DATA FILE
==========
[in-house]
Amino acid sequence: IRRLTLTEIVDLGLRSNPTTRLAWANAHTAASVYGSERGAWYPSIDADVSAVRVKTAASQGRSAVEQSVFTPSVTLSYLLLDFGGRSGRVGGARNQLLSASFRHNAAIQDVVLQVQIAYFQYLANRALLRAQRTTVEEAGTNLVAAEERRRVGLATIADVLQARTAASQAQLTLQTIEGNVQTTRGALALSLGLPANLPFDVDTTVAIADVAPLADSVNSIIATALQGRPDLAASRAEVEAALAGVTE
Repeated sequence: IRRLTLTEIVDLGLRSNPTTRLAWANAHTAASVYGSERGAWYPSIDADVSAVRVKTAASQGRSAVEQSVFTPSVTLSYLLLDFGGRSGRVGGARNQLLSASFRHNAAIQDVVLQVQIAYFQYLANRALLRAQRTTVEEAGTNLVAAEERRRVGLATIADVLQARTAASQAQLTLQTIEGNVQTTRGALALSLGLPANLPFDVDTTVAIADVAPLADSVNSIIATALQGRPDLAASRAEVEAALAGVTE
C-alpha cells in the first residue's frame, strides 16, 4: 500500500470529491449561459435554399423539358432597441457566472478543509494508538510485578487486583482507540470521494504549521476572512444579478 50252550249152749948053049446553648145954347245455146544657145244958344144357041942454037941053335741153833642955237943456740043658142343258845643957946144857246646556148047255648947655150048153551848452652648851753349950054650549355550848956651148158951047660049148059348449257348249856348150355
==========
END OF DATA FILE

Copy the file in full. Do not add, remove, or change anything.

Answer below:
[in-house]
Amino acid sequence: IRRLTLTEIVDLGLRSNPTTRLAWANAHTAASVYGSERGAWYPSIDADVSAVRVKTAASQGRSAVEQSVFTPSVTLSYLLLDFGGRSGRVGGARNQLLSASFRHNAAIQDVVLQVQIAYFQYLANRALLRAQRTTVEEAGTNLVAAEERRRVGLATIADVLQARTAASQAQLTLQTIEGNVQTTRGALALSLGLPANLPFDVDTTVAIADVAPLADSVNSIIATALQGRPDLAASRAEVEAALAGVTE
Repeated sequence: IRRLTLTEIVDLGLRSNPTTRLAWANAHTAASVYGSERGAWYPSIDADVSAVRVKTAASQGRSAVEQSVFTPSVTLSYLLLDFGGRSGRVGGARNQLLSASFRHNAAIQDVVLQVQIAYFQYLANRALLRAQRTTVEEAGTNLVAAEERRRVGLATIADVLQARTAASQAQLTLQTIEGNVQTTRGALALSLGLPANLPFDVDTTVAIADVAPLADSVNSIIATALQGRPDLAASRAEVEAALAGVTE
C-alpha cells in the first residue's frame, strides 16, 4: 500500500470529491449561459435554399423539358432597441457566472478543509494508538510485578487486583482507540470521494504549521476572512444579478 50252550249152749948053049446553648145954347245455146544657145244958344144357041942454037941053335741153833642955237943456740043658142343258845643957946144857246646556148047255648947655150048153551848452652648851753349950054650549355550848956651148158951047660049148059348449257348249856348150355